One of the giants of the US insurance sector has clashed with one of the country’s biggest banks after Prudential
Financial announced yesterday that it will suspend its distribution of insurance policies through Wells Fargo.
The decision comes as a sales practice scandal rocks the San Francisco-based bank. It was announced back in September by the Los Angeles City Attorney Office and federal regulators that the bank may have opened as many as two million credit card and deposit accounts without the knowledge of consumers – leading to a $185 million fine for what was dubbed as “widespread illegal” sales practices. The controversy was followed by John Stumpf stepping down as the company’s chief executive.
has been embroiled in the controversy because of its MyTerm life insurance policy which it agreed to sell to Wells Fargo customers via self-service kiosks at the bank’s branches and through its website back in 2014. However, employees of the banks were not supposed to get into the specifics of the product as they are not licensed to sell the insurance – yet in a wrongful termination lawsuit filed last week it was suggested that some bank employees has signed up customers for the Prudential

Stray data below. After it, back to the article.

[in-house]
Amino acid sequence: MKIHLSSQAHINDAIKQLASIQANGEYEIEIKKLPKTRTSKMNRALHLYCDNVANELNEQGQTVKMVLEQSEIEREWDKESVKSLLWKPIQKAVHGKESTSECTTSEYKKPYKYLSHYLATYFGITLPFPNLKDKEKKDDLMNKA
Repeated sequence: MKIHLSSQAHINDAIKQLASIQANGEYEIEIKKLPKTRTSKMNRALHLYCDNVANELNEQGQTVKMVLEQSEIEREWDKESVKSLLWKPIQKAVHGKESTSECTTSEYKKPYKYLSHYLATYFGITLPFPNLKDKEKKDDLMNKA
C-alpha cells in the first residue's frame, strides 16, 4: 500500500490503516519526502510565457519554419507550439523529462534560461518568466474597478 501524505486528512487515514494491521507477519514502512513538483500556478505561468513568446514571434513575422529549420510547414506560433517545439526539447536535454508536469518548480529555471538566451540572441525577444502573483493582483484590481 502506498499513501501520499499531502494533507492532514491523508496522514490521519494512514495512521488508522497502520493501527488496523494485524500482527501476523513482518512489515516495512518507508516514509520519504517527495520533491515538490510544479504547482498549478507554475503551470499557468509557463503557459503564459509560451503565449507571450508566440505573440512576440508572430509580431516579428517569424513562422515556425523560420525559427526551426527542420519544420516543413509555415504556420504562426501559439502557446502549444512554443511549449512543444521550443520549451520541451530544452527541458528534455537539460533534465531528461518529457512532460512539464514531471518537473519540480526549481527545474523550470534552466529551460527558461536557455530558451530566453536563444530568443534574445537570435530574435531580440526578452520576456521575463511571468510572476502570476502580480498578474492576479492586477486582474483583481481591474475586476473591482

policies without the customers’ permission.
COO Steve Pelletier has moved to distance the company from the scandal telling the Wall Street Journal
that “if any Wells Fargo MyTerm customers have concerns about the way in which the product was purchased, we will reimburse the full amount of the premiums they paid and cancel the policy.”
Since the allegations, some state and local governments have suspended business with Wells Fargo. Prudential
has suspended its sales through the bank, pending a review.
Are “too big to fail” insurers about to have their tags changed?